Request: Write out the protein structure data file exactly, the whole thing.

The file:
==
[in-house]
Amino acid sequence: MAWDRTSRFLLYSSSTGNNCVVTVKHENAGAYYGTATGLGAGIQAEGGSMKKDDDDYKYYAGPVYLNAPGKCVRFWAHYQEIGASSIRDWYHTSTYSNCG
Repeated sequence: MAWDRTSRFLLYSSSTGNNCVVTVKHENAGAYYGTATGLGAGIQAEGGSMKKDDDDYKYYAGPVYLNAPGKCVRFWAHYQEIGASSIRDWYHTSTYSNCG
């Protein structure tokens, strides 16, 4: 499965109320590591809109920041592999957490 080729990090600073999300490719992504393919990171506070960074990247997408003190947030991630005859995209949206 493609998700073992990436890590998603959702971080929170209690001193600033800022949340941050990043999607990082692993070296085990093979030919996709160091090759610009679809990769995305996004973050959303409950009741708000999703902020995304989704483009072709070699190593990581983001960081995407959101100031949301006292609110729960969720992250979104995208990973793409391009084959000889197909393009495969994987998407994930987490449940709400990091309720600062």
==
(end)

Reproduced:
[in-house]
Amino acid sequence: MAWDRTSRFLLYSSSTGNNCVVTVKHENAGAYYGTATGLGAGIQAEGGSMKKDDDDYKYYAGPVYLNAPGKCVRFWAHYQEIGASSIRDWYHTSTYSNCG
Repeated sequence: MAWDRTSRFLLYSSSTGNNCVVTVKHENAGAYYGTATGLGAGIQAEGGSMKKDDDDYKYYAGPVYLNAPGKCVRFWAHYQEIGASSIRDWYHTSTYSNCG
């Protein structure tokens, strides 16, 4: 499965109320590591809109920041592999957490 080729990090600073999300490719992504393919990171506070960074990247997408003190947030991630005859995209949206 493609998700073992990436890590998603959702971080929170209690001193600033800022949340941050990043999607990082692993070296085990093979030919996709160091090759610009679809990769995305996004973050959303409950009741708000999703902020995304989704483009072709070699190593990581983001960081995407959101100031949301006292609110729960969720992250979104995208990973793409391009084959000889197909393009495969994987998407994930987490449940709400990091309720600062």